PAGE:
“I feel like there’s been a renaissance for Danish pop and electronic music,” says harpist and alt-popstar Selma Judith, after silencing the attentive audience with her hauntingly beautiful vocal on ‘Kind Of Lonely’. “Nostalgia and the nineties aren’t something that people are ashamed about any more,” she adds.

Vilhelm Strange, guitarist with Aarhus-based alt-pop ‘boy band’ Liss (who have teenagers singing back every lyric) agrees, suggesting that “the local music scene is now more open-minded because genres are getting closer.”

The Danish music scene, then, has never been in a more exciting place. “There’s more going on now than ever before,” says Christian Thomasen, Journey’s promotions manager. “When I grew up there was always a narrative in TV shows that artists and groups were just Danish versions of popular British and American bands.” Over the last decade, though, the landscape has developed. “Now, I see that it’s going completely another way: we actually have bands and artists that are doing their own thing. It’s not something that’s trying to sound like something else.”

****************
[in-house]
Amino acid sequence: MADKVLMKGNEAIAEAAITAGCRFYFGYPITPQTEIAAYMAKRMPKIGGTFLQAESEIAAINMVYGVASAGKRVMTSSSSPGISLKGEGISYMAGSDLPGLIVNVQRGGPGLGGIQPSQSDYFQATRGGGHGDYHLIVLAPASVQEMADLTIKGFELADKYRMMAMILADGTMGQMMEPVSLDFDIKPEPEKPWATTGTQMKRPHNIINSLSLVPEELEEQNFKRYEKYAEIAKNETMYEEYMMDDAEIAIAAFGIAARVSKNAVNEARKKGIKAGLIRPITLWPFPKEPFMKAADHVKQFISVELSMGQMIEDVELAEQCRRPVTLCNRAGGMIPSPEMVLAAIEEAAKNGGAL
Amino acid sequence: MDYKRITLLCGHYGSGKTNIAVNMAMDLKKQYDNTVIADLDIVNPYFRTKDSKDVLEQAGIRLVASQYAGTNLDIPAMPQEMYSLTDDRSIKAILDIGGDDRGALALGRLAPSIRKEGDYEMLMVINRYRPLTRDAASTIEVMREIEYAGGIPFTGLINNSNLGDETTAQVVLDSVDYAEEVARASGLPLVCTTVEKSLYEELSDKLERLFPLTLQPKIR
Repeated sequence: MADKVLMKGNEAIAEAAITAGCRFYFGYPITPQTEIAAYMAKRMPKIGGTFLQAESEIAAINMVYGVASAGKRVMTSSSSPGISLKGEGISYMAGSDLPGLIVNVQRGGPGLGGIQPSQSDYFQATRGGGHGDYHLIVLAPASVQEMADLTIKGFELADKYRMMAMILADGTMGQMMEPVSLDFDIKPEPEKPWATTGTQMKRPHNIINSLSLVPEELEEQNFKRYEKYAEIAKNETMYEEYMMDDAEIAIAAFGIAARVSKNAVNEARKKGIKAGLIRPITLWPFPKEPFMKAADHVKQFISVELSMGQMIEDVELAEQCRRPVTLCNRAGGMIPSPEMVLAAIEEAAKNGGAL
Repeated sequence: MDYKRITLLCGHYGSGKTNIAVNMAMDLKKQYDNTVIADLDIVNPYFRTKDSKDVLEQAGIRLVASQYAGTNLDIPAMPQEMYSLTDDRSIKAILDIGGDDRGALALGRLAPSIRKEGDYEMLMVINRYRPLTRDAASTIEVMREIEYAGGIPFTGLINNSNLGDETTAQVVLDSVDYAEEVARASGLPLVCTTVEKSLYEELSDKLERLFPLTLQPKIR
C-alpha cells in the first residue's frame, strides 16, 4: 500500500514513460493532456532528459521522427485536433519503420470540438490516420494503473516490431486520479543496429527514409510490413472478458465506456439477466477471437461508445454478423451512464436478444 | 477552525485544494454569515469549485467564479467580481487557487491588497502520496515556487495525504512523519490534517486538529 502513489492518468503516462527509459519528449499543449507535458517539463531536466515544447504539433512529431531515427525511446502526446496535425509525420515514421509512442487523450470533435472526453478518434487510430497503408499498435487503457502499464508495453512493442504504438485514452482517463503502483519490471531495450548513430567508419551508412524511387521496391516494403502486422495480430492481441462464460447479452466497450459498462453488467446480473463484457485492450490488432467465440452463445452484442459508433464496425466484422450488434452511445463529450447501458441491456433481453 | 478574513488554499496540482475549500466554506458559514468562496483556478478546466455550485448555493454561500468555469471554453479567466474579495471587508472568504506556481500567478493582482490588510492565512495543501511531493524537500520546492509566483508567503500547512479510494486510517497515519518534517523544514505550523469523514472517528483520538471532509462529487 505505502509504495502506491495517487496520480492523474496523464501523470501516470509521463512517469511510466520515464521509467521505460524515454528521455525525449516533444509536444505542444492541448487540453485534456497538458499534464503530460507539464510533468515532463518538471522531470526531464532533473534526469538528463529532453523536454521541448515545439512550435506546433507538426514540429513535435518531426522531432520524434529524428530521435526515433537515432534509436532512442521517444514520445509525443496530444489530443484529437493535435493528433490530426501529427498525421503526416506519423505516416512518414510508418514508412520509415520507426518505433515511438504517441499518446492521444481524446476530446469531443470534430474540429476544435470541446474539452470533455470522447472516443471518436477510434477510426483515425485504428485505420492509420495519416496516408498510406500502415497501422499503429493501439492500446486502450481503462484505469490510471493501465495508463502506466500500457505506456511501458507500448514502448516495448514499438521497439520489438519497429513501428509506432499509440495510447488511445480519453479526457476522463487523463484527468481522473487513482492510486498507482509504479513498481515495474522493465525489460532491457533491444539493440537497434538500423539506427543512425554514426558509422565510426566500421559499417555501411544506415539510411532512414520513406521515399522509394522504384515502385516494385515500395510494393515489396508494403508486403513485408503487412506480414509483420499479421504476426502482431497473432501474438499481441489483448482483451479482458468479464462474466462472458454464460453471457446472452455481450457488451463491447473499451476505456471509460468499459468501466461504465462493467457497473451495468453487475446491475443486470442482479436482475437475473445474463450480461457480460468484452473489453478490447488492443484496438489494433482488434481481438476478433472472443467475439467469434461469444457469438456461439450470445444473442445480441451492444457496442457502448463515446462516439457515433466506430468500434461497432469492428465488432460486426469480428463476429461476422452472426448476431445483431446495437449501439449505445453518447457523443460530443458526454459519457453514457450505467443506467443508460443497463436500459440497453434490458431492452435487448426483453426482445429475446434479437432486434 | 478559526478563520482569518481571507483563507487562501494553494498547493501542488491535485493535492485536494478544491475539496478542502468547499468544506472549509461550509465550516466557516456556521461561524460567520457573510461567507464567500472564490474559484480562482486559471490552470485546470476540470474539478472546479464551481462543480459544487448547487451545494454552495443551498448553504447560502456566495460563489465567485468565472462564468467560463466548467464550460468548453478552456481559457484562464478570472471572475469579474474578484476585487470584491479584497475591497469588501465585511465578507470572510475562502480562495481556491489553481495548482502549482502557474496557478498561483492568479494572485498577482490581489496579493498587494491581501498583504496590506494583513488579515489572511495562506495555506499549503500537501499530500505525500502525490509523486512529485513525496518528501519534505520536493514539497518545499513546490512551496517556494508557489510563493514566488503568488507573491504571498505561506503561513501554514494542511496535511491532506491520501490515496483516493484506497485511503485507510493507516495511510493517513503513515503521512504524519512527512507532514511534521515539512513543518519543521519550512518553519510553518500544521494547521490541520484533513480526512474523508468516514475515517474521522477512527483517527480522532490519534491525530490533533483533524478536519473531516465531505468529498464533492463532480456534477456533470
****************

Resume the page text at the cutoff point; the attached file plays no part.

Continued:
Equally, Journey is filling a gap in the Copenhagen festival scene thanks to its varied and, arguably, challenging music programme. “You might not like everything you see,” Christian says, “but there’ll never be a gig that’s irrelevant… we want to keep mixing things up and for each show to make an impression.” Though it’s only the first year, there’s no shortage of ideas for the future: “We want to become a festival that’s worth travelling for – involving more venues, perhaps, or inviting specific artists to curate their own nights, or organising an event that’s constantly on the move.”

A trip to the now and the next that’s without borders or limits, Journey could quickly become one of Europe’s most interesting – and unpredictable – electronic music festivals.

Ben Jolley is a freelance journalist and regular contributor to Mixmag, follow him on Twitter